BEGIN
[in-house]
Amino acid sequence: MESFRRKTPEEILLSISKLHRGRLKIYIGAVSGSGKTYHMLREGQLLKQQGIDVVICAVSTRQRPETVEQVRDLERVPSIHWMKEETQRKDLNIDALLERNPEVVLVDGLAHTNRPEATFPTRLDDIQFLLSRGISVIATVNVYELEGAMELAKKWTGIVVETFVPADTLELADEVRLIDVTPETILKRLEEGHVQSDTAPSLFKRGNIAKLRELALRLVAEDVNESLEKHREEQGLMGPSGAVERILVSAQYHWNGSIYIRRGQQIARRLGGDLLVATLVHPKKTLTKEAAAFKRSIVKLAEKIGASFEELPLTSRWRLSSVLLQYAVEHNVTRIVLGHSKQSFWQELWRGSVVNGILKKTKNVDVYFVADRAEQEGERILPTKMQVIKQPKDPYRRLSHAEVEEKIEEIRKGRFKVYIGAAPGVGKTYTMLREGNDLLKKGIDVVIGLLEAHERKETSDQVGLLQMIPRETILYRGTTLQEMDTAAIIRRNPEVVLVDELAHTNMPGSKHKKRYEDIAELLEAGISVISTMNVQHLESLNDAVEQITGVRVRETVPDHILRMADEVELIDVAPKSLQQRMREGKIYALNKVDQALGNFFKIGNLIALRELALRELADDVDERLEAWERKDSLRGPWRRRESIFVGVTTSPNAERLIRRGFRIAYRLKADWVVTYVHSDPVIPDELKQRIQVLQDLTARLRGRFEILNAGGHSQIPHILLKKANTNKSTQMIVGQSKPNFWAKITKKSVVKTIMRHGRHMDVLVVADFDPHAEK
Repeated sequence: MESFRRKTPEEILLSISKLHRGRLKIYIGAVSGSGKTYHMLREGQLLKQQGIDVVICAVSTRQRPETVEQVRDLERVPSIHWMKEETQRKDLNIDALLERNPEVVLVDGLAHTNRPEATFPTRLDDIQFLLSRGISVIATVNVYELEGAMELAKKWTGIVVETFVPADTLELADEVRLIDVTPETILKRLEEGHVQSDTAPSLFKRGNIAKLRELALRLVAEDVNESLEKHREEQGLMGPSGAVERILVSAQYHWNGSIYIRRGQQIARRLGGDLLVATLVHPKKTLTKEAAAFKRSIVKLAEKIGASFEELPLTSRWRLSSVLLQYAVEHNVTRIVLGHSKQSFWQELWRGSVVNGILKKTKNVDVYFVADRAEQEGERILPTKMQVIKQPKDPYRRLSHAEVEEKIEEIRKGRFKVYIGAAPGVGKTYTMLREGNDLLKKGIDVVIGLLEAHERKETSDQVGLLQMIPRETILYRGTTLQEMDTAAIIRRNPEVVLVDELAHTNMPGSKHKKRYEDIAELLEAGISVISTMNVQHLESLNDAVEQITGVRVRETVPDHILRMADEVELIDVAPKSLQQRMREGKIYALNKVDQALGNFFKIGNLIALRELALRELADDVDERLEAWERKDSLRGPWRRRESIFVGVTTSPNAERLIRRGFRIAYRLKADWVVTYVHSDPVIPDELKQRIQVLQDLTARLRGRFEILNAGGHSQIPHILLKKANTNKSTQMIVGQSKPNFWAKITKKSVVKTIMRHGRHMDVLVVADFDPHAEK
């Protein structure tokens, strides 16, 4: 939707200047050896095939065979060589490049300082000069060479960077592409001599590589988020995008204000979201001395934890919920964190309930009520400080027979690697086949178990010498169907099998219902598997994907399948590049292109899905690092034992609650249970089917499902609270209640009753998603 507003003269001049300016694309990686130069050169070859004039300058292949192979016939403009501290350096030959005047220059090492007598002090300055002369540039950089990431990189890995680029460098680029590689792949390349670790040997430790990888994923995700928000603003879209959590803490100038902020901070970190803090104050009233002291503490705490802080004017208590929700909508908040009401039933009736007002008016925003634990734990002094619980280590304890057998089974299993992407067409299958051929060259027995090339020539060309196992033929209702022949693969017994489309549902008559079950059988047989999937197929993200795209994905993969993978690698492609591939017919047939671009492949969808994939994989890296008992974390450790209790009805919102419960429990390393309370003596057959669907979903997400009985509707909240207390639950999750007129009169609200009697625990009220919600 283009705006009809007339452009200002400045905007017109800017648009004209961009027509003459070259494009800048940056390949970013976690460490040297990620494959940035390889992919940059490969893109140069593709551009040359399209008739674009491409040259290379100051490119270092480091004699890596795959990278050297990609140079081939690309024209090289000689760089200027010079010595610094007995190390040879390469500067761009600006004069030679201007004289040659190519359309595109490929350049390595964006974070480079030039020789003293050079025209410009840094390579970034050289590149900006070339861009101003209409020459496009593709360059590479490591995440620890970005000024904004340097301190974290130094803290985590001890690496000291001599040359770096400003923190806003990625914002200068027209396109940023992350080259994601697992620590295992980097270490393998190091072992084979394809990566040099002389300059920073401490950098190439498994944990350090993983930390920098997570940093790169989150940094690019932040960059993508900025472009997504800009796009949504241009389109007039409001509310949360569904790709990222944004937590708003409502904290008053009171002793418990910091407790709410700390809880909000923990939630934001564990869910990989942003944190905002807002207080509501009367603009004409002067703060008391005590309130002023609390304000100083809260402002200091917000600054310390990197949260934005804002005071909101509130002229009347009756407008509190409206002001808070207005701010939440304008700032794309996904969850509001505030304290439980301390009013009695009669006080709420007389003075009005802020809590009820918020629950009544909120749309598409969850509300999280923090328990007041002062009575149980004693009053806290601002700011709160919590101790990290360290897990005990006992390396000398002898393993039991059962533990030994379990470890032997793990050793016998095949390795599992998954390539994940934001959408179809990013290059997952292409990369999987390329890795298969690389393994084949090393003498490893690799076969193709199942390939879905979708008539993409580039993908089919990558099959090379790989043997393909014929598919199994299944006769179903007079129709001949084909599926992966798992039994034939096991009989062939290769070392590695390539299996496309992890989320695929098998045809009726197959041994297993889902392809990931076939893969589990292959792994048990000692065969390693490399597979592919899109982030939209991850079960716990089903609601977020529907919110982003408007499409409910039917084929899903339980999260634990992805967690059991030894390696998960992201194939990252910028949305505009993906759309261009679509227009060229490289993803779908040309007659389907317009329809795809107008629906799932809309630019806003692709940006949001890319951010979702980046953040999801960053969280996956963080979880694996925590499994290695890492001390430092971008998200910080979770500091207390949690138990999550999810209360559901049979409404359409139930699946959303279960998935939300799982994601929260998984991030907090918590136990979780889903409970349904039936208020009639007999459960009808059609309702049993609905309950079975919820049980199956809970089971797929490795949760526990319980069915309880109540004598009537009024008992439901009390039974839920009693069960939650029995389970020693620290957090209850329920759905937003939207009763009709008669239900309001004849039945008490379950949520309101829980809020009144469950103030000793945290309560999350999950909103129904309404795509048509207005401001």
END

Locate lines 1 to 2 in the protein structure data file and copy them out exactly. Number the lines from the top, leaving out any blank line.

[in-house]
Amino acid sequence: MESFRRKTPEEILLSISKLHRGRLKIYIGAVSGSGKTYHMLREGQLLKQQGIDVVICAVSTRQRPETVEQVRDLERVPSIHWMKEETQRKDLNIDALLERNPEVVLVDGLAHTNRPEATFPTRLDDIQFLLSRGISVIATVNVYELEGAMELAKKWTGIVVETFVPADTLELADEVRLIDVTPETILKRLEEGHVQSDTAPSLFKRGNIAKLRELALRLVAEDVNESLEKHREEQGLMGPSGAVERILVSAQYHWNGSIYIRRGQQIARRLGGDLLVATLVHPKKTLTKEAAAFKRSIVKLAEKIGASFEELPLTSRWRLSSVLLQYAVEHNVTRIVLGHSKQSFWQELWRGSVVNGILKKTKNVDVYFVADRAEQEGERILPTKMQVIKQPKDPYRRLSHAEVEEKIEEIRKGRFKVYIGAAPGVGKTYTMLREGNDLLKKGIDVVIGLLEAHERKETSDQVGLLQMIPRETILYRGTTLQEMDTAAIIRRNPEVVLVDELAHTNMPGSKHKKRYEDIAELLEAGISVISTMNVQHLESLNDAVEQITGVRVRETVPDHILRMADEVELIDVAPKSLQQRMREGKIYALNKVDQALGNFFKIGNLIALRELALRELADDVDERLEAWERKDSLRGPWRRRESIFVGVTTSPNAERLIRRGFRIAYRLKADWVVTYVHSDPVIPDELKQRIQVLQDLTARLRGRFEILNAGGHSQIPHILLKKANTNKSTQMIVGQSKPNFWAKITKKSVVKTIMRHGRHMDVLVVADFDPHAEK